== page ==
Not to toot my own horn, but I am super proud of these babies. They were time consuming yes, and frustrating, but they turned out so well and I did them all by myself. I know that yellow isn’t everyone’s cup of tea. Heck, I’ve already said I don’t like yellow walls. But I really like these curtains. They cheer up such a rustic room with all the wood paneling.
Do we plan to paint the wood paneling? No. I really like our paneling. It has these fluted grooves and it feels more solid than a lot of paneling from the mid-century. Plus it’s in a basement room, so I think it’s rather fitting. You know? It’s lodgey. And that’s not a word. It would kind of be a shame if us youngins’ came blazing in there and painted 50-year-old wood paneling. I mean, who do we think we are? It would be no easy task, either. I’ve heard about the horrors of seepage, not to mention that this room is humongous. No thank you.Read Full Post | Make a Comment ( 3 so far )
This post is about curtains so if you’d rather read about running, cooking, making stuff that doesn’t require a sewing machine, or painting, this post isn’t it. I’m all about some curtains right now.
I got lucky with the master bedroom curtains. Bed, Bath and Beyond happened to have just what I wanted in stock nearby. Oftentimes, what I want simply doesn’t exist, which is why I’m learning to sew.
We had some gift cards leftover from our wedding, and Christmas, and um, myhighschoolgraduation. Yeah, I should clean out my wallet… So we saved some money, which is always a good thing. I bought the curtain rods at Lowe’s though I tried to use ones I already had. They weren’t long enough. But I get an A for effort.
Side Note: The Previous Home Owners left quite a few window treatments. We are keeping some of them, but most of them were pretty ugly and don’t match our décor. In fact, the only curtains I plan to reuse are these:
I hope to use these in one of our guest rooms. I’m considering dyeing them a chocolate brown and sewing a bottom color block on the bottom 3 feet or so. More on that adventure later…
And what you’ve been waiting for… Here are the master bedroom curtains. Drumroll please….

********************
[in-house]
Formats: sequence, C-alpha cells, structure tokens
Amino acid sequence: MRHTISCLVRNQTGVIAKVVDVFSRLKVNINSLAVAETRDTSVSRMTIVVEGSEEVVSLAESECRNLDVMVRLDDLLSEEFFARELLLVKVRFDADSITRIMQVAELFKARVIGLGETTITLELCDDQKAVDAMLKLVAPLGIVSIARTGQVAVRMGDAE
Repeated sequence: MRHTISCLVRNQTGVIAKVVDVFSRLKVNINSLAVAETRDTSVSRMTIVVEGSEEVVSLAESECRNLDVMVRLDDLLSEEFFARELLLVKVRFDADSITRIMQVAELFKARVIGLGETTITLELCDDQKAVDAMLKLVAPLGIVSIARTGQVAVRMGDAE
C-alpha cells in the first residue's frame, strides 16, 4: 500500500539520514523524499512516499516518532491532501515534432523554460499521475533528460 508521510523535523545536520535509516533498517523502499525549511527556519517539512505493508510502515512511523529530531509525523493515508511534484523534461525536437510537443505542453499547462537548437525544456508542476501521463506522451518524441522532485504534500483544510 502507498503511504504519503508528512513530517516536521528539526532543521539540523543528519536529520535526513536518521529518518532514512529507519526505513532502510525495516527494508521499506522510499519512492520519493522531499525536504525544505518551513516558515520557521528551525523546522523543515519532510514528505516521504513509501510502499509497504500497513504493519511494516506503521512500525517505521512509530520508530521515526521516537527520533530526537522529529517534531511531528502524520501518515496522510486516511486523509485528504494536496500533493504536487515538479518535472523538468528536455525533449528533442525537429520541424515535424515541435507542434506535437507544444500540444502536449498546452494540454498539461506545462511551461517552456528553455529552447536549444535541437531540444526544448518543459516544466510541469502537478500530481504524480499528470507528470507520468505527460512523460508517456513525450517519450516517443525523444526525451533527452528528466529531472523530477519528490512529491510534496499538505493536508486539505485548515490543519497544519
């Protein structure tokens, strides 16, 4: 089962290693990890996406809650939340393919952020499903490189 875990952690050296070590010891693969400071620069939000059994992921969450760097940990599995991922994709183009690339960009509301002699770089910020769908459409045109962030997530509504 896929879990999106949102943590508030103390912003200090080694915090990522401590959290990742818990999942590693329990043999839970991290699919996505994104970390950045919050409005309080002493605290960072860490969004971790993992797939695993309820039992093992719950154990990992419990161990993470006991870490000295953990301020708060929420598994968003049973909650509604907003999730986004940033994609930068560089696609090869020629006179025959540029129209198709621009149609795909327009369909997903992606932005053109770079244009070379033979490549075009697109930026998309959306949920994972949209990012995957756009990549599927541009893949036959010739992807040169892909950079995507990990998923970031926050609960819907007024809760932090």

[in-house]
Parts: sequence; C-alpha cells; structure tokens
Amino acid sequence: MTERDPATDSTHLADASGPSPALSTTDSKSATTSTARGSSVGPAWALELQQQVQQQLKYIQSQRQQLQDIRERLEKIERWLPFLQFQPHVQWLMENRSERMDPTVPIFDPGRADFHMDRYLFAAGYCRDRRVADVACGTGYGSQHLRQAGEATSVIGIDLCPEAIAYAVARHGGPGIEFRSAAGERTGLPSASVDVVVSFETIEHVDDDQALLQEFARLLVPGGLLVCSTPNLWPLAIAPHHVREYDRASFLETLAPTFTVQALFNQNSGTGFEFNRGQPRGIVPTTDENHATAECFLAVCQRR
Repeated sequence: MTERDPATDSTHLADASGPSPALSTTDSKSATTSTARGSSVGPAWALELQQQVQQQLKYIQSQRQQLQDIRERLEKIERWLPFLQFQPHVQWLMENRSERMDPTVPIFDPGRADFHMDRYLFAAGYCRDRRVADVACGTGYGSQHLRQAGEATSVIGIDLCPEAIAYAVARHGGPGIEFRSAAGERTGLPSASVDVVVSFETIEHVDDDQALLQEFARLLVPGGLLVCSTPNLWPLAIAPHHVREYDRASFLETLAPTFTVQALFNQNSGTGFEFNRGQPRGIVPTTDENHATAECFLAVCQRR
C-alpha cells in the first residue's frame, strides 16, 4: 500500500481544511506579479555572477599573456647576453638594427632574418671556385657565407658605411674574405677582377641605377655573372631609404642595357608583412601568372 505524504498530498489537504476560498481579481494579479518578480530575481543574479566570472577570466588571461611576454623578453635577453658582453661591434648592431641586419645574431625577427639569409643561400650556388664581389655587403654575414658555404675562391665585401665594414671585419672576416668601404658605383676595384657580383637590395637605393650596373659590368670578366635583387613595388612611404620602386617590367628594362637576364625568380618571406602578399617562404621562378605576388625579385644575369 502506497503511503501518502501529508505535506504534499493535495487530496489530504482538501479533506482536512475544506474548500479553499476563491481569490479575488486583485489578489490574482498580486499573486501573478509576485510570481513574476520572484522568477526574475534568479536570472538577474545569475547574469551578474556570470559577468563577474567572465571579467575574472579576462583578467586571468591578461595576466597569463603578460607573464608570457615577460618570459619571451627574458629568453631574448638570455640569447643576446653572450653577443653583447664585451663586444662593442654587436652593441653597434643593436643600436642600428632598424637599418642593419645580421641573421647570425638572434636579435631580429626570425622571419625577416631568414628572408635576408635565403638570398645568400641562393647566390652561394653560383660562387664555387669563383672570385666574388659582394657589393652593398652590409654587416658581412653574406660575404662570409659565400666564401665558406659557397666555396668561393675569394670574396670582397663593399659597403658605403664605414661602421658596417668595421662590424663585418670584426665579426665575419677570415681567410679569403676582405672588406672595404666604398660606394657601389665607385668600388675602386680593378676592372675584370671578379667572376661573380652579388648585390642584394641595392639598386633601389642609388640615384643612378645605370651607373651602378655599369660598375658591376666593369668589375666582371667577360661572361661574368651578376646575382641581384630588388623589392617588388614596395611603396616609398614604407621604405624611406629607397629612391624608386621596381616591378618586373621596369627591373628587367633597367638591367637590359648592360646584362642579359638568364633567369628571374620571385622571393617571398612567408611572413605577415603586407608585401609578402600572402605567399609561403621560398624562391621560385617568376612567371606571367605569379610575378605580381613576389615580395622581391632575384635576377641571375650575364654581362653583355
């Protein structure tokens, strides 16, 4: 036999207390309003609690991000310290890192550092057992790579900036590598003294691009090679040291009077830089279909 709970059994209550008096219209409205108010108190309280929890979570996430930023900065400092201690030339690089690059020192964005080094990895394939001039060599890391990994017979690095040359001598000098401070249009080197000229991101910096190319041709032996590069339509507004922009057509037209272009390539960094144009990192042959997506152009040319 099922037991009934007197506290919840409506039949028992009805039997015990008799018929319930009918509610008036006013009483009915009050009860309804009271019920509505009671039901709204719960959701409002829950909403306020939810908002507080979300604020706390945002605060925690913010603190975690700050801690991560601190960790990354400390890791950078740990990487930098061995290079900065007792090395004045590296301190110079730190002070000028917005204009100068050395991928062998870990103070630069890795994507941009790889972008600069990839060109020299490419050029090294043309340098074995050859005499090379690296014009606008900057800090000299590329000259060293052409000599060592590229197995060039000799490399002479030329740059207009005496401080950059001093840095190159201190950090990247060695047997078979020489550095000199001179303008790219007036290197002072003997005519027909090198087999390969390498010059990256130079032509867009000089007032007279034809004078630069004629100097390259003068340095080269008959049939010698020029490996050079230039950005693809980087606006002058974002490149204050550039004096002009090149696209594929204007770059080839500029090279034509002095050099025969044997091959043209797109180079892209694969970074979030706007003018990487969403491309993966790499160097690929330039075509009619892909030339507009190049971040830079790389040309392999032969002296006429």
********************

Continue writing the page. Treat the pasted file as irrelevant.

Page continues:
I now have my bedroom trifecta of bedding, rug, and drapes. Woo-hoo! Let’s bask in the ease of buying something at the store. It is sooooo underrated. Believe me. I suffered through a week of sewing 6 7-foot tall curtain panels. Not the most complicated project, but oh so time consuming. Anyway, I love, love, LOVE the color palette in our bedroom: cool blues and soothing grays and platinums. It’s so spa like. I was nervous about the blue drape on a blue wall, but I think it looks niiiiice. I’m a sucker for tone on tone.
Notice how high we hung them? I like my curtains pretty high. I think they’re about 5 inches from the ceiling. It definitely adds height to the room. We hung them about 10 inches out from each side of the windows. You can see that the left curtain panel is behind our headboard on the window near the bed. When we first moved in I was annoyed that the off-center window was going to throw off anything I wanted to do over the headboard. But I decided there wasn’t much I could do. The way the furniture is now is the only way it will work due to the placement of doors and windows in here. Plus, I’ve come up with a plan that will embrace all that asymmetry. I’m sure I’ll let you know what that is once it’s closer to fruition.
The curtains are a tad formal with those French pleats. But the lack of a valance brings the formality down a notch. Over time, I plan to bring in an eclectic mix of artwork – by yours truly, local artists, and those fantastic people on Etsy – to dilute the formal mood. We also have them pooling on the floor for a more dramatic look. Some people don’t like that, but I think it works for a bedroom. I would be wary if I let my curtains pool on the floor in a high traffic area.
Never fear! This is just the first post of a 2 part series on curtains! Next time, I’ll go on forever and ever about the curtains I made all by myself. I’m so proud.